Saturday, October 9, 2010


As I sit here typing, the sun is golden and getting low in the sky, it's nearly 6 pm, but the air is so balmy that I'm still in short-sleeved cotton. This Thanksgiving weekend is like a reminder of all the wonderful weather we've had since June, a truly memorable summer for gardeners in Toronto. North of here, in Grey County, there was more rain and many market gardeners had too much wet weather and problems with mould and blight etc. But here in the Toronto area and down into Niagara, it was hard to find any complainers!

I should revisit the subject of Nuit Blanche, that I wrote about in anticipation last week. But really, there's too much to say, and I am not a reviewer. I'll just mention a wonderful installation called "The Big O",by Zilvinas Kempinas, a 7 metre diameter circle of magnetic tape that floated and rippled continuously, sustained and animated by six fans, three on either side about 5 metres apart. The piece was aspirational, optimisitic, and memsmerising. I thought "sight unseen" by Lee Ranaldo and Leah Singer was memorable. And "Arrivals and Deparatures" by Michael Fernandes, a pair of large notice boards like those in European train stations, with horizontal lines closely spaced, on which all night people wrote, and erased and wrote more, in the form "I am arriving from...(Sault Ste MArie, or a place of depression, or Whitby...) and I am going to (hope, or Harbourfront, or Europe...)" was very effective and engaging; it perhaps sounds trite, but it worked...

And now here we are at Thanksgiving weekend, with the markets and farmers' markets jammed yesterday and today with optimistic shoppers, me among them. A bicycle is a great mode of transport, and imposes some good constraints. I do NOT have a large box or basket on mine, something I regret from time to time. But as I rearranged my load today, putting the pears and tomatoes and olive oil in my small day pack, and the lighter lumps like bread in an over-the-shoulder bag, I realised that I'm better off without a basket. If I had one I wouldn't be as restrained/constrained, and would shop even more optimistically and generously.

This impulse to buy because the vegetables are fresh and beautiful, and also just because there they are, is a fine one. But it leads me to a kind of hoarding mentality, "I'd better get a lot of X, just to be sure I have enough"; or, another version, "Maybe I'll take these dandelion greens too, because maybe the beets and the purple cabbage and the leaf lettuce and the celery root that I have already bought for this weekend won't be enough". It's crazy thinking. And it's predictable, especially at a farmers' market before a holiday.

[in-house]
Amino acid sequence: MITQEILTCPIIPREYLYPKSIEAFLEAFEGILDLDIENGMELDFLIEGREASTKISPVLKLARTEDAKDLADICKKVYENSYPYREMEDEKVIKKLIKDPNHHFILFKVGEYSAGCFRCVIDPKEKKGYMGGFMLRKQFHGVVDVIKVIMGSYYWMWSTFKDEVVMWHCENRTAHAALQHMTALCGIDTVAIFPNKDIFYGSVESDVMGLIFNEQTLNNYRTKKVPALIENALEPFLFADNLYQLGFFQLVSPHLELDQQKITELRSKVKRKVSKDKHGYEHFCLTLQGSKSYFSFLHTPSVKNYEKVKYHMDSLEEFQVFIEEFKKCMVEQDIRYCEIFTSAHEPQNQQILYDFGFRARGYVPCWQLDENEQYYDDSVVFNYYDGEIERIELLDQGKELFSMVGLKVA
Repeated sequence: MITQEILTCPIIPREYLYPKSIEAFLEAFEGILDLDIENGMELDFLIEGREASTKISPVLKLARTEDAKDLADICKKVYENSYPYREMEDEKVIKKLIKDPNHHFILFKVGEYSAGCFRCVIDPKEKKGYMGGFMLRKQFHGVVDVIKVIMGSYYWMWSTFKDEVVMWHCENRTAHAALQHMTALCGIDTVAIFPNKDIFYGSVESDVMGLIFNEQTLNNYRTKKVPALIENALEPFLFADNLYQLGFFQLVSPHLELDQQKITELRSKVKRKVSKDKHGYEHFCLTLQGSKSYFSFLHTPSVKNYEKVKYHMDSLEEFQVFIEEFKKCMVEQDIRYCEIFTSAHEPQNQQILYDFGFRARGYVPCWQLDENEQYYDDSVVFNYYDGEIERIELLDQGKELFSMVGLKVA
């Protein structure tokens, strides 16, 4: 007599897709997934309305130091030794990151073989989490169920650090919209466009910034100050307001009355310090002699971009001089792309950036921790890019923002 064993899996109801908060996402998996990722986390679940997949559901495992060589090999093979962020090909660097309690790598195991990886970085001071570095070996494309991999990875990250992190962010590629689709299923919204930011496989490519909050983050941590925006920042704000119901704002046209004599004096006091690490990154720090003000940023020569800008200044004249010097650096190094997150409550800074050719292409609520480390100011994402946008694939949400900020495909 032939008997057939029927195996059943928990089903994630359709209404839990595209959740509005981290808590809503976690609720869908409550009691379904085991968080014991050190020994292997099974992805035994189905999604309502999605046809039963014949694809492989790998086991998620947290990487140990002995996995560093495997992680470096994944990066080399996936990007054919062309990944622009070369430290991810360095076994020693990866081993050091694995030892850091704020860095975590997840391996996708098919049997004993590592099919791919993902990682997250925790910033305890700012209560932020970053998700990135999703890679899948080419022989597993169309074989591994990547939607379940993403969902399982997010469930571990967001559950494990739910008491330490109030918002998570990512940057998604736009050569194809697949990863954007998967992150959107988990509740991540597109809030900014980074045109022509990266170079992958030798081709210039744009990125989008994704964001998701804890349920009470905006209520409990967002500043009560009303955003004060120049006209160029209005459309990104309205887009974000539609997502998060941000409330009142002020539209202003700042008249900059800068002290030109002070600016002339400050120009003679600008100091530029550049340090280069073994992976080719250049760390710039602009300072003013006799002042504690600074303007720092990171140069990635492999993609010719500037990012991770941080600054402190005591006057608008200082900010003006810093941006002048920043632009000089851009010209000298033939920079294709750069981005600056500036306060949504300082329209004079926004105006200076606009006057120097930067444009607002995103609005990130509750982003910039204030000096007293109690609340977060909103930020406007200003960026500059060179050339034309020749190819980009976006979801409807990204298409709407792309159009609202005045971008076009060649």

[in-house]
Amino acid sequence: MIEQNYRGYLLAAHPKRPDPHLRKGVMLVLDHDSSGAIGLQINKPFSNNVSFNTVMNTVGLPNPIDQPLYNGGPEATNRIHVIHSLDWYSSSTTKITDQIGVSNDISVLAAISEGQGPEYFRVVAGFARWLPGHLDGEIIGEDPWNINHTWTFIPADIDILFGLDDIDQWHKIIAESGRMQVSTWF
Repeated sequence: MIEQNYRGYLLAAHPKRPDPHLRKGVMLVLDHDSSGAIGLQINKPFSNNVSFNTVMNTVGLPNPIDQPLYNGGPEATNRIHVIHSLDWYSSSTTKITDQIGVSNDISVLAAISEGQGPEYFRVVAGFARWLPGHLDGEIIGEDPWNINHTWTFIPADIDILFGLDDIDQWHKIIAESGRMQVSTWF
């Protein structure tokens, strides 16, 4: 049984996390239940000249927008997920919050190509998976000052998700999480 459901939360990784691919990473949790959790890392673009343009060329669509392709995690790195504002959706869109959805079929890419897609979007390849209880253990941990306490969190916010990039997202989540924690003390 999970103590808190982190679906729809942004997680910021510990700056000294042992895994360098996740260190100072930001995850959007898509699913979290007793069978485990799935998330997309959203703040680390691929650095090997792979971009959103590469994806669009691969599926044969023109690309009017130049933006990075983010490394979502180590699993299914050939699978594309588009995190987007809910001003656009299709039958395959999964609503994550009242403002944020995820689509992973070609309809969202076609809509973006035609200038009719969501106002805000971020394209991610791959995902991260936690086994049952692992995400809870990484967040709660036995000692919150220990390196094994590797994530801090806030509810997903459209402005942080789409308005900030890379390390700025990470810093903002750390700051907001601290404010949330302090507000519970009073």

Somewhere there lurks in me, and perhaps in many of us (I do like to think that I have company in my weaknesses!), some kind of atavistic fear of being caught short, not because of real threats of food scarcity such as invading armies or plague, but just because the stores are going to be closed for a day or two... (It's a little pathetic, phrased that way, isn't it?) So I stocked up on extra butter and eggs, in case i want to make a cake as well as a pie as well as, oh, perhaps a different pie...

It's lovely, picturing all these possibilities, but it also shows that I don't really want to pin myself down or have a plan. I want to play the whole weekend or holiday by ear, and have the freedom to decide at the last minute what I am going to cook and how I am going to cook it.

If I think of earlier times, when the challenge in the home kitchen was to work with a narrow range of foodstuffs and still make meals interesting or festive, then this wonderfully rich choice at Thanksgiving weekend is even more astonishing. No wonder my eyes are bigger than my planning!!!

Which leads me to, yes, the plan. What is it? Well in the last few days a kind of shape has emerged: I'm expecting a loose collection of various people over for an early supper on Monday. I have some Berkshire pork (a small roast from Sanagan's), and some merguez, and a little beef too, to grill, and there are potatoes and a rich assortment of vegetables that will get used and eaten, but I don't know exactly in what way. A friend called today to ask us over for a Thanksgiving meal, and I suggested that since there were already people coming here, she and her family join us. It sounded like a good plan to her, which is great. And so now after all there will also be turkey (not my favorite, but loved by many): She is bringing over a small turkey that she'll have roasted ahead.

I have a load of pears, a mix of Bosc and Bartletts, maybe for a cake? or a custard tart? And I have some small pie pumpkins that I'm baking right now, so I can use the flesh, appropriately mashed and processed and smoothed with coconut milk and spices and an egg or three, as filling for several tarts/pies, on Monday. So that should feel generous and festive, don't you think?

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